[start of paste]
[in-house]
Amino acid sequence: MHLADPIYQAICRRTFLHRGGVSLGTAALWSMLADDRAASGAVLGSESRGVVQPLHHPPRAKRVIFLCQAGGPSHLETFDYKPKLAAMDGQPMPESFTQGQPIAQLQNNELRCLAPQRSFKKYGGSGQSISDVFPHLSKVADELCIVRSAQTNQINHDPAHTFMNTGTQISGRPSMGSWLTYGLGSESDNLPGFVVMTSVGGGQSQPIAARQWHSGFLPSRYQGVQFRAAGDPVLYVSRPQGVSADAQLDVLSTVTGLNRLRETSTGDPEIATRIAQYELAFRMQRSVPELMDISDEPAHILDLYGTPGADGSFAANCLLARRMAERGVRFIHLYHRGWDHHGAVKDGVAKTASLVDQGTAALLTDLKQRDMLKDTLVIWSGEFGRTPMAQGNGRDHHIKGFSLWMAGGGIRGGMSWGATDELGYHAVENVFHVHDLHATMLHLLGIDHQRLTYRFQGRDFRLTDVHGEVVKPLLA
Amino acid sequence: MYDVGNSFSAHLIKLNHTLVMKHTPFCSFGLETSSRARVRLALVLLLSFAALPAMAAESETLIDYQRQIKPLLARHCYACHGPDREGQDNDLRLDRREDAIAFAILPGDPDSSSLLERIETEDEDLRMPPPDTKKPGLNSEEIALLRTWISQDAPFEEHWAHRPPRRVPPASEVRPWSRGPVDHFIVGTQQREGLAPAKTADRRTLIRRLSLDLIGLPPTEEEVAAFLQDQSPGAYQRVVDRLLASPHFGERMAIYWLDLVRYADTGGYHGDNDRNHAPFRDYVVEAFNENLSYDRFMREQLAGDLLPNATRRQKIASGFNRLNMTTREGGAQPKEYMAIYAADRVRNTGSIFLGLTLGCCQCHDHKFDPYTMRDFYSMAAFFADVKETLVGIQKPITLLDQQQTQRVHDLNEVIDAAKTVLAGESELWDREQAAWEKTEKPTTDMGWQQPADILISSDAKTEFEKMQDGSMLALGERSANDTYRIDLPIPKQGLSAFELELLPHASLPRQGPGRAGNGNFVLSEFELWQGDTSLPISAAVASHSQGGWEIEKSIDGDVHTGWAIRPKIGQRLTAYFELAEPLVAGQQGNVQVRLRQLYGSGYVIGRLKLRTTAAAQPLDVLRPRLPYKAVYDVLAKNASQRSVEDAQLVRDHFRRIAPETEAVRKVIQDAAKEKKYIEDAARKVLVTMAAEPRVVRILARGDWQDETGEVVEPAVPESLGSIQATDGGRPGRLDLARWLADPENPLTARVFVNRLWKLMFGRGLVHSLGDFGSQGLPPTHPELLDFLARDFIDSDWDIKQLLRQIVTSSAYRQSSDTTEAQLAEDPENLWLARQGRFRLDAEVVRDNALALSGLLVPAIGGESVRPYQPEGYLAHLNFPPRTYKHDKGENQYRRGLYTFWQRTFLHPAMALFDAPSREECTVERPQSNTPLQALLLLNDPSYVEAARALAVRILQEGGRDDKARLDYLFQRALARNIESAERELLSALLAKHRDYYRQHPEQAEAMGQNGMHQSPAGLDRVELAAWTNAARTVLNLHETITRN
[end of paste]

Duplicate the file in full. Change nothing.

[in-house]
Amino acid sequence: MHLADPIYQAICRRTFLHRGGVSLGTAALWSMLADDRAASGAVLGSESRGVVQPLHHPPRAKRVIFLCQAGGPSHLETFDYKPKLAAMDGQPMPESFTQGQPIAQLQNNELRCLAPQRSFKKYGGSGQSISDVFPHLSKVADELCIVRSAQTNQINHDPAHTFMNTGTQISGRPSMGSWLTYGLGSESDNLPGFVVMTSVGGGQSQPIAARQWHSGFLPSRYQGVQFRAAGDPVLYVSRPQGVSADAQLDVLSTVTGLNRLRETSTGDPEIATRIAQYELAFRMQRSVPELMDISDEPAHILDLYGTPGADGSFAANCLLARRMAERGVRFIHLYHRGWDHHGAVKDGVAKTASLVDQGTAALLTDLKQRDMLKDTLVIWSGEFGRTPMAQGNGRDHHIKGFSLWMAGGGIRGGMSWGATDELGYHAVENVFHVHDLHATMLHLLGIDHQRLTYRFQGRDFRLTDVHGEVVKPLLA
Amino acid sequence: MYDVGNSFSAHLIKLNHTLVMKHTPFCSFGLETSSRARVRLALVLLLSFAALPAMAAESETLIDYQRQIKPLLARHCYACHGPDREGQDNDLRLDRREDAIAFAILPGDPDSSSLLERIETEDEDLRMPPPDTKKPGLNSEEIALLRTWISQDAPFEEHWAHRPPRRVPPASEVRPWSRGPVDHFIVGTQQREGLAPAKTADRRTLIRRLSLDLIGLPPTEEEVAAFLQDQSPGAYQRVVDRLLASPHFGERMAIYWLDLVRYADTGGYHGDNDRNHAPFRDYVVEAFNENLSYDRFMREQLAGDLLPNATRRQKIASGFNRLNMTTREGGAQPKEYMAIYAADRVRNTGSIFLGLTLGCCQCHDHKFDPYTMRDFYSMAAFFADVKETLVGIQKPITLLDQQQTQRVHDLNEVIDAAKTVLAGESELWDREQAAWEKTEKPTTDMGWQQPADILISSDAKTEFEKMQDGSMLALGERSANDTYRIDLPIPKQGLSAFELELLPHASLPRQGPGRAGNGNFVLSEFELWQGDTSLPISAAVASHSQGGWEIEKSIDGDVHTGWAIRPKIGQRLTAYFELAEPLVAGQQGNVQVRLRQLYGSGYVIGRLKLRTTAAAQPLDVLRPRLPYKAVYDVLAKNASQRSVEDAQLVRDHFRRIAPETEAVRKVIQDAAKEKKYIEDAARKVLVTMAAEPRVVRILARGDWQDETGEVVEPAVPESLGSIQATDGGRPGRLDLARWLADPENPLTARVFVNRLWKLMFGRGLVHSLGDFGSQGLPPTHPELLDFLARDFIDSDWDIKQLLRQIVTSSAYRQSSDTTEAQLAEDPENLWLARQGRFRLDAEVVRDNALALSGLLVPAIGGESVRPYQPEGYLAHLNFPPRTYKHDKGENQYRRGLYTFWQRTFLHPAMALFDAPSREECTVERPQSNTPLQALLLLNDPSYVEAARALAVRILQEGGRDDKARLDYLFQRALARNIESAERELLSALLAKHRDYYRQHPEQAEAMGQNGMHQSPAGLDRVELAAWTNAARTVLNLHETITRN